My friend Matt was making those loud, short gasps that usually come from sprinting, or climbing too many stairs. With my peripheral vision I could see his arm were stretched out, and the girl next to me had taken shelter in her scarf. She was using it to shield herself for what she thought was about to happen. I kinda wanted to look at them fully, but I didn’t dare take my eyes off the screen.

That’s how intense this movie was.

After walking about a block outside of the theater, I unconsciously let out a heavy sigh. Matt called me out on it. “I guess I just had to release some of the pressure that movie built up” was my response. There are two main forces that built up that intensity in the film. One was Ryan Gosling and his quiet, yet continuously hand crackling ways. The other was the score.

I mistakenly thought Clint Marshall had done this score, when in fact it was Cliff Martinez.  The score had reminded me so much of the Pi score I just assumed it was the same guy.  I haven’t yet seen Contagion, but I’m almost tempted to see that film just to hear the score Mr. Martinez puts to that.  Honestly, the last score that got my belly so tangled up in knots was Inception.

Director Nicolas Winding Refn really got the best possible crew together on this one.  Between the score, the amazing cast, and the cinematography by Newton Thomas Sigel, the film is a must see.  Seriously, lighting on this film will be taught in film school classes someday.  I loved all the ‘heavenly’ spot light moments that slowed the film down just enough to catch your breath.  Gorgeous, just gorgeous.

Lastly, I never read the book that this film is adapted from.  Hell, I didn’t even know it was adapted from a book until a couple days before seeing the film.  I only really even mention that it was adapted from a book because some douchebag was talking about it on my bus ride home.  I was minding my own business reading A Clash of Kings, when I heard this girl and her boyfriend mention Ryan Gosling.  I’m all about eavesdropping, so I listened in.  I didn’t catch much since they were about to get off, but the girl said something about the movie being ‘too Hollywood, too stylized’.  “There was just so much more in the book”.  Here’s my gripe to this chick. First, if you knew anything about Hollywood you would know this movie is the opposite.  There was no sex, the violence shown was true to nature and incredibly violent, shit even the car crashes were quick and realistic.  Yes, the movie was stylish, but let’s face facts.  Hollywood hasn’t made an incredibly unique and stylish movie in awhile.  And there is always more in the books, life sucks that way.  I usually get sad about film adaptions too, but every now and then a film comes out that gets what was at the core of the book.  Let the Right One In was that way.  Game of Thrones is that way.  There is SO much more in those books, but the adaptations got the core right.  I have a feeling this movie did the same.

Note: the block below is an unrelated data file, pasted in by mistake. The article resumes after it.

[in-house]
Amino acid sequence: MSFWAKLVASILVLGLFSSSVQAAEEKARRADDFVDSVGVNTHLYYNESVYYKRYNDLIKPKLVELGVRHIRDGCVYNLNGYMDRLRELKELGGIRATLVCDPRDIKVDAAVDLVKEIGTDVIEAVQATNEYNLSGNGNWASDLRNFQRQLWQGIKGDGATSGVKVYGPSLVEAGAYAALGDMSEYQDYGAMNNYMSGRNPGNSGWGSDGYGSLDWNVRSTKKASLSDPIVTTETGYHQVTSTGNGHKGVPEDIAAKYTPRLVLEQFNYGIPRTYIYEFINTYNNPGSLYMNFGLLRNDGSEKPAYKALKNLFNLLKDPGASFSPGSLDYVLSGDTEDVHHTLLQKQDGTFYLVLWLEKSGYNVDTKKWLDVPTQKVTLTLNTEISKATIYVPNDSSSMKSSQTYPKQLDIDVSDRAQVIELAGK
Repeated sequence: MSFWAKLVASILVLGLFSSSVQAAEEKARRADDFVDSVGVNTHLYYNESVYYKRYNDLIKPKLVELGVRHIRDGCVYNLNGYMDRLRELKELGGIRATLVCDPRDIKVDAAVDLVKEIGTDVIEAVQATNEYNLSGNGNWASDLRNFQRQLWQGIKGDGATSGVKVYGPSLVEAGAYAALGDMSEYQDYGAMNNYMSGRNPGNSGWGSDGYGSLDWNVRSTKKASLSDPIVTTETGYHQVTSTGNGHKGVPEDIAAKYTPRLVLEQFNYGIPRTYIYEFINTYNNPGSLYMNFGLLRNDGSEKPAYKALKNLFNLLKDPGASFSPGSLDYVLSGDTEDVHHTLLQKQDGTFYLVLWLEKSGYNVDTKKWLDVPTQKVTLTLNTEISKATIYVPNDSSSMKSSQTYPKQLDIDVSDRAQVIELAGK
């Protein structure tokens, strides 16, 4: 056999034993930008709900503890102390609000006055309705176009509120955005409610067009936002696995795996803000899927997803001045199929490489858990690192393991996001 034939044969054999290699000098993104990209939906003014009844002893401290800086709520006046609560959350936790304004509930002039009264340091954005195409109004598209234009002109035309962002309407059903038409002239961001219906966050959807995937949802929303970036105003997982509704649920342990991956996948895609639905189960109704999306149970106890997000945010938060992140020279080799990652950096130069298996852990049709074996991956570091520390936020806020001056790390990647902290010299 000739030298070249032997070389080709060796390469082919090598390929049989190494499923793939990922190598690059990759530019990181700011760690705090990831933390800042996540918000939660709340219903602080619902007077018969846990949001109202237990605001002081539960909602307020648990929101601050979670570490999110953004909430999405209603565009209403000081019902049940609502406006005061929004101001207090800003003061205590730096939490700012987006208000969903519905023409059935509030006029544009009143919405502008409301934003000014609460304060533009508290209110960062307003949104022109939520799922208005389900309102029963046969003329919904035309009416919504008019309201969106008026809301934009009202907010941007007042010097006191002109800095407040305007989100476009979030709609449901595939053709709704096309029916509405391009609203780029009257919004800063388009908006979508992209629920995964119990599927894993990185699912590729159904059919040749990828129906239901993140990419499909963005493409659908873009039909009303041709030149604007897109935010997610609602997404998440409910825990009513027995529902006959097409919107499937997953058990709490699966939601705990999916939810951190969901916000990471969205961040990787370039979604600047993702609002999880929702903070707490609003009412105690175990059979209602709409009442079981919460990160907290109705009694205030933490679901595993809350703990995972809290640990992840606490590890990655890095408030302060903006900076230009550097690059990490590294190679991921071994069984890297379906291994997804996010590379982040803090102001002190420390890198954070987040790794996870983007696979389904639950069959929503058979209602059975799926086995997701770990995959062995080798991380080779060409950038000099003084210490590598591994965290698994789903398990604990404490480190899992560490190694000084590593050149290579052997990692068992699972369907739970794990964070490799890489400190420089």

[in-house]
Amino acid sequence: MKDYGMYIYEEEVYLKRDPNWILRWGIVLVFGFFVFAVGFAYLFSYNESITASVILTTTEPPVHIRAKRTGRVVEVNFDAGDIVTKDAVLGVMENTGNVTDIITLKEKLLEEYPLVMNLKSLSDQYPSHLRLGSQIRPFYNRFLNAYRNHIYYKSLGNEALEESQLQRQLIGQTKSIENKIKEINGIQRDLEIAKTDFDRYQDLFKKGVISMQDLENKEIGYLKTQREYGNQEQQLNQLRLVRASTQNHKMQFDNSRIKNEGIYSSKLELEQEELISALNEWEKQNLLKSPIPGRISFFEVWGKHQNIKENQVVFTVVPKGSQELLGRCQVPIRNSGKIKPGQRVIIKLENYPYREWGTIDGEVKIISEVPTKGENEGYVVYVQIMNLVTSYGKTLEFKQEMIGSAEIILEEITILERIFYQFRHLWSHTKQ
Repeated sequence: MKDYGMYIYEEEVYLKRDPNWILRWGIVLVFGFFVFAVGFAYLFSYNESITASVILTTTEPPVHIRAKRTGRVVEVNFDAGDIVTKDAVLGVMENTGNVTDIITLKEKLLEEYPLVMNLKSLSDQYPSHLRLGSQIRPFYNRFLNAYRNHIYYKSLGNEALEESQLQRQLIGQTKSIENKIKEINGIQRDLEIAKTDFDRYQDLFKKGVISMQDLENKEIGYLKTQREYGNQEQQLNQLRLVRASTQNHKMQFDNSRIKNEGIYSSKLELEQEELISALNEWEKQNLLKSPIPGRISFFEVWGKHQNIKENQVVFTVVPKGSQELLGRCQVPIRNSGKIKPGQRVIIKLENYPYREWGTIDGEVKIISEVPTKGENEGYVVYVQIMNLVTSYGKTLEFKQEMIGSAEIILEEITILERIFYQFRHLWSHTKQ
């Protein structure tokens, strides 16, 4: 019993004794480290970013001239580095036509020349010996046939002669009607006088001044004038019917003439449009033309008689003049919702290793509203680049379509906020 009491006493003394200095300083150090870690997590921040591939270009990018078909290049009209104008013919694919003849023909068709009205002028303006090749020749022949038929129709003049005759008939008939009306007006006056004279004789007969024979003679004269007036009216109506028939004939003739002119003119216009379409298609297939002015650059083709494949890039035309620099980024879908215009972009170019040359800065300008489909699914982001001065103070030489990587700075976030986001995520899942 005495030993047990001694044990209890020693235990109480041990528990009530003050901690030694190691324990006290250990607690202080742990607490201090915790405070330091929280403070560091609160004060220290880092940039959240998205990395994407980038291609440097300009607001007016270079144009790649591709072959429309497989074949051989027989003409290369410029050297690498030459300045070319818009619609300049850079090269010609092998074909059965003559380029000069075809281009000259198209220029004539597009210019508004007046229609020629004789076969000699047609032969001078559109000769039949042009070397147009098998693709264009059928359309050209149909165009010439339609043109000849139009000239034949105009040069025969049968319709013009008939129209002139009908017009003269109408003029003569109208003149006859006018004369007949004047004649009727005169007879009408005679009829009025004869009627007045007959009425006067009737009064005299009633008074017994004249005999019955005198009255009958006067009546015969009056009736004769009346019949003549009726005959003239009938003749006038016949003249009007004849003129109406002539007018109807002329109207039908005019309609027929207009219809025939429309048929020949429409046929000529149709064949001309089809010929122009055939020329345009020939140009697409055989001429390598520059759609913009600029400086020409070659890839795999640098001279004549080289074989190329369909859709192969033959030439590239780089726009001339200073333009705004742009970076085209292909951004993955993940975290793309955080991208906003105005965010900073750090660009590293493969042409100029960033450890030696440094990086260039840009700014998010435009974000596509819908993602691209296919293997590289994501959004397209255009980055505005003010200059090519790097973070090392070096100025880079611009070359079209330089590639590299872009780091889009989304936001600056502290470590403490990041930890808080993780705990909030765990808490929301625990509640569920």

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4 thoughts on “Drive

  1. Kevin says:

    Great review.

    As far as the movie being “too Hollywood” or whatever, I think the filmmakers were playing with movie superficiality and violence — I think there’s so much to unpack with the Driver wearing the stunt-man mask when he goes after the Ron Perlman mob guy.

    Also, I love that there’s a layered joke when Albert Brooks’ character says that when he made action movies some critics called them “European” but the films were “shit.” And I’ve seen a few critics call DRIVE “European” without irony.

    I’m interested in reading other books by the guy who wrote the DRIVE novel. I saw someone compare his writing to Jim Thompson and David Goodis — so I was sold!

    • Wendy says:

      I completely agree with how great all the side jokes the filmmakers made were. Well, maybe not ‘jokes’, but sly pokes and inside jabs.

      …and Albert Brooks’ line about how his films were “European” may have been my favorite of the movie. Not that there was that much talking in the movie. Another thing I really liked about the movie was how silent it was.

  2. MrNoMoniker says:

    This movie reminded me of Elephant or that Sofia coppola movie about the actor and his daughter (or really any Sophia Coppola movie) with all those long scenes of people looking at stuff or each other without talking. I thought that contrasted nicely with the really excessive violence.
    The font on the credits and the music was weirdly 80s, which I liked, but got really sick of that ‘real human being / hero’ song.

    • Wendy says:

      HAHAH! My friend Matt and I had the same discussion about that song. It was a little to literal for me. We really didn’t need he characters spelled out for us in song. AND it was insanely catchy….we kept singing it for awhile after the movie.

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